It is an old idea, the spiritual principle that the human race is slowly profiting from our individual experiences while we head in a direction where an accumulating good will be realized in a deeply satisfying future.  It’s an idea that gradates into the modern idea of technological progress.  This idea of progress seeps further down into an understanding of social evolution, characterized by no direction, progress as illusion, just the random emergence of features chosen for their adaptive qualities when an individual survives to procreate.

In other words, our ideas of time have their own geologic logic with one concept gradating into the next.

Lyell was not the first Westerner to wrestle with the implications of the impact of an idea of time on our ability to interpret the world around us.  But he was one of the first to realize that changing interpretations of how time flows offer more and less access to the information embedded in our surroundings.  Of the three time styles just noted, I’ve at different times embraced all three.  I have shifted orientations in a day.  Ideas of evolution and time are closely tied.  Just as different theories of evolution can influence society and culture, so can varying concepts of time.

Perhaps it’s time to realize that we choose the time we’re in.  The kind of time that we are attached to may influence the future that we have.

Never has society been so capable of changing quickly as it is now.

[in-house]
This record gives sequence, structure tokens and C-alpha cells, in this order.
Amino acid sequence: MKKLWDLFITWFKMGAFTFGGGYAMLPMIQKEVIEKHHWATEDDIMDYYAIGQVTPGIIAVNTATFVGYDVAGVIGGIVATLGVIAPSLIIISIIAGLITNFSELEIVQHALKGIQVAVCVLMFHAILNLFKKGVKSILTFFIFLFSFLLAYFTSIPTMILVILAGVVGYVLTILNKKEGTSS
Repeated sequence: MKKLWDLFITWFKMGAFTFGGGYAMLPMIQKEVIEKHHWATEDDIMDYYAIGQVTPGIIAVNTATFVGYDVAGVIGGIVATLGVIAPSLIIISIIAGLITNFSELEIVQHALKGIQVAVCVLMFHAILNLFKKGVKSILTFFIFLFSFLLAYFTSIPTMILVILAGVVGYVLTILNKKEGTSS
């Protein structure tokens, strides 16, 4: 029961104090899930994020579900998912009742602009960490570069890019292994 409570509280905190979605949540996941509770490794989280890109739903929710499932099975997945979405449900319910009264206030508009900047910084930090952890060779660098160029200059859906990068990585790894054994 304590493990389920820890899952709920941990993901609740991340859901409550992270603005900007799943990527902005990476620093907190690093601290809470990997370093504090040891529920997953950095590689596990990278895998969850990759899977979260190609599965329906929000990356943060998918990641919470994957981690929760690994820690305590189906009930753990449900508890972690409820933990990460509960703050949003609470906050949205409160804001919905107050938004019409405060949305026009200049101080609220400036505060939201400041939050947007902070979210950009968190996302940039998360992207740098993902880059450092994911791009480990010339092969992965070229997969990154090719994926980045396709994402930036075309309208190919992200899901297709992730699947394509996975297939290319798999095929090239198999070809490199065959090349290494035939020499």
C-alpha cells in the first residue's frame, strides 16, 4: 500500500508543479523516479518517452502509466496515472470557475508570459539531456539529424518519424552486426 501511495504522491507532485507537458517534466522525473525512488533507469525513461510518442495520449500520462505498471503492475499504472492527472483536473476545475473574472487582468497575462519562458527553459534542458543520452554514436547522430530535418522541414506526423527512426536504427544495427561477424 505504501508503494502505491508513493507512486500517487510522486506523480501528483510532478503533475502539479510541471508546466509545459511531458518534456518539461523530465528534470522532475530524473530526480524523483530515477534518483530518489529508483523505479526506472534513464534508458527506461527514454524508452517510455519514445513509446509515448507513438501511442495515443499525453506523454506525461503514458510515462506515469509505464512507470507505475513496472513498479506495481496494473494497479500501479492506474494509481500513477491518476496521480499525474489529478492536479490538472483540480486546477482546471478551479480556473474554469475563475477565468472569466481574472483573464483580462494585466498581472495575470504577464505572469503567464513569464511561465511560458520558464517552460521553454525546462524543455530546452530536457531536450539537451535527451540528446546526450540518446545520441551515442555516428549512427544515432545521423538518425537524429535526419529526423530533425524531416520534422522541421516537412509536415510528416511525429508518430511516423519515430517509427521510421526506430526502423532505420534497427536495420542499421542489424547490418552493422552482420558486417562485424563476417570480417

Twelve years ago, I spent over a year cave-crawling the corridors of dragon mythology, reading many books on the subject.  That adventure evolved to a study of the cultures that were connected to the ancient serpent myths that spawned later dragon tales.  The serpent/dragon cycle of myths and legends began long before recorded time and extends to the present day.  China is the society perhaps most committed to the dragon as metaphor, a society famous for its hesitation to transform.

Clearly, that is changing.

Up until the present day, the stories a society would tell itself anchored that culture, offered solace to its citizens, informed an understanding of experiences society could not easily explain, providing cohesion and a clear sense of community.  Science has usurped much of the power of myth, but our compulsion to use myth or story to make sense of our world continues unabated.  Whereas the serpent/dragon stories retained power to comfort and explain for thousands of years, the stories we tell ourselves now change with economic cycles, news cycles and youtube fads.

A martial artist practices many moves many times until he or she can exhibit spontaneous flexible creativity when responding to an opponent.  An ability to adjust quickly to novel circumstances has everything to do with practicing a wide variety of techniques so that a large selection of behaviors is available when the environment demands a unique response.

Western and now world culture is practicing mythology, like a martial artist practices kicks, in ways unimaginable even 75 years ago.  Commercials experiment with myth and story, looking for a message that snags.  Successful communications are reproduced by competitors until the effect wanes.  Another variation emerges.  Several myths-as-advertising cycles are running concurrently at any time.  Countless demographic subgroups are being targeted and tracked as what is most effective reaching those subgroups keeps demanding revision.

This is like a martial art of story telling, using words as a weapon, except the new moves keep getting invented.  Instead of practicing a tradition, we have evolved a martial art that practices novelty.